Editor’s Note: As we approach our tenth year of publishing Fiction Writers Review, we’ve decided to curate a series of “From the Archives” posts that we’ll re-publish each week or so during 2017. Some of these features are editor favorites, some tie in with a new book out from an author whose work we’ve covered in the past, and some are first conversations with debut authors who are now household names.
In honor of Short Story Month, we’ve returned this week to Jennifer Solheim’s “Stories We Love” reflection on Grace Paley’s “Samuel.” Though this feature was published fairly recently compared to some of our other archive posts (the day after last fall’s presidential election), we thought the insights and ideas particularly relevant—and valuable—for this year’s celebration of the short story.
Author’s Note—November 9, 2016: I wrote this piece in the weeks before our 2016 presidential election, knowing that it would be published this week, and—as the introduction makes clear—the language and landscape of the recent political campaign was one of the elements affecting this essay’s inquiry. However, reading it now in light of this morning’s presidential results, I am reminded even more of how important the work of writers like Grace Paley can be in attempting to bridge our shared experiences as humans.
Grace Paley’s fictional world is informed by a deep understanding of human suffering and the need for social justice. Her story “Samuel,” the subject of the following essay, reminds us how storytelling can resist the marginalization of the most vulnerable among us. To paraphrase the twentieth-century Martinican poet, political activist, and president Aimé Césaire, words are miraculous weapons. Literature and art can serve as powerful political tools, and help us recall our shared humanity even in the darkest of times.
Many of us will recall the brouhaha generated earlier this fall by Lionel Shriver’s keynote speech at the Brisbane Writers’ Festival. While the topic of her speech was listed as “community and belonging,” Shriver’s talk on cultural appropriation and fiction instead aimed, in her own words, to combat the idea that fiction writers should not try to step into the shoes of characters with different ethnic and racial backgrounds from the writer themselves. Her speech was hotly debated in the weeks to come, and often situated alongside the xenophobic and racist rhetoric that continued to emerge from Donald Trump’s presidential campaign.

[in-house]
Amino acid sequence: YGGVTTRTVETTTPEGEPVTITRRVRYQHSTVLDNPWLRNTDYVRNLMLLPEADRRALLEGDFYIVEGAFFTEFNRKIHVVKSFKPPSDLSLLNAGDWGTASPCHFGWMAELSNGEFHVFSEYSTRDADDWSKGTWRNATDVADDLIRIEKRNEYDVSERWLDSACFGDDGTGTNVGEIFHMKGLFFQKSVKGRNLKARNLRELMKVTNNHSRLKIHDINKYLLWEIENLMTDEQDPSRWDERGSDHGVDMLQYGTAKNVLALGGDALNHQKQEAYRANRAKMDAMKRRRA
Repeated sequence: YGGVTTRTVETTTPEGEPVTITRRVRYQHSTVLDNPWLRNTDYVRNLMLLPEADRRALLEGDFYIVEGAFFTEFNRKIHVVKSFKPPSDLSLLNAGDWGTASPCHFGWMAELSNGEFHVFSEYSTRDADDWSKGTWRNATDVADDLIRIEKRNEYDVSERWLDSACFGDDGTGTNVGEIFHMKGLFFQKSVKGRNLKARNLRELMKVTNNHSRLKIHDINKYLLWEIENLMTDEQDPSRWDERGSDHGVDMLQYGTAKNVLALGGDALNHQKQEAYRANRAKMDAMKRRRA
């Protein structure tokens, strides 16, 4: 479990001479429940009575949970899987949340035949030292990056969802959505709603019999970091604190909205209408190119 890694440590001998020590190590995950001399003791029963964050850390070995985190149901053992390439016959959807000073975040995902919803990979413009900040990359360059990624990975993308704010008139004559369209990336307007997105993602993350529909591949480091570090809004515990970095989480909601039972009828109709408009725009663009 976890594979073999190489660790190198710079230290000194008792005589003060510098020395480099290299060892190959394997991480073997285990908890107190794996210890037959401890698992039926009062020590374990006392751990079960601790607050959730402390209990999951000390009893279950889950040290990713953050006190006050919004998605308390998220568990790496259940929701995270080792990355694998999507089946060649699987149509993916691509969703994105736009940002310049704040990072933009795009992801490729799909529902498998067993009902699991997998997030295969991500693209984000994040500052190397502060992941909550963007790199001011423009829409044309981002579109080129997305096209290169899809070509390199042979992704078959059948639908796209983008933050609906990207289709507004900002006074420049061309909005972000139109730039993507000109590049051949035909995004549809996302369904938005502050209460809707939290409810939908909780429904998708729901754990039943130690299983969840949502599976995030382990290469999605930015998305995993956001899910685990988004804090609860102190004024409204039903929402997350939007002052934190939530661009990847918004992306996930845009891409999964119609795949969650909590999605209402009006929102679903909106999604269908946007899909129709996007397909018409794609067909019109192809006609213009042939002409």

While I read the articles supporting and refuting Shriver’s speech, I found myself returning again and again to a less sensational essay that appeared in the New York Times a few days before news of Shriver’s speech broke: Elliott Holt’s “The Return of Omniscience.” Holt’s excellent reflection on omniscient perspective in contemporary fiction kept coming back to me as I read the debate about Shriver’s contentions.
Holt makes a compelling argument for the reasons why novelists have returned to third-person omniscience, following a century dominated by close third- and first-person narration. To be clear, Holt is referring specifically to “narrators who intrude to remind the reader how little the characters know. The omniscient narrator is conscious of everything and isn’t afraid to say so.” Her first example is the opening sentences of Celeste Ng’s Everything I Never Told You: “Lydia is dead. But they don’t know this yet.” In the case of Ng’s novel, the subject (a family with an Asian father and white mother) is very close to Ng’s own background. Ng explores each of the family member’s stories, from mother and father to each of the siblings, until we finally enter into Lydia’s perspective to learn why and how she died. In Ng’s case, the omniscient exploration is across generational experience. If the old metaphor for omniscience was “author as God,” Holt argues that contemporary omniscient narration “reflects the sense we all have, as Internet users, of access to unlimited knowledge.” In other words, writers and readers have returned to omniscient narration because it’s part of our daily experience to explore beyond what someone wants to reveal about themselves. To wit: consider the question of whether or not to search for potential paramours met online. For better or for worse, narratives are always revealed in googling.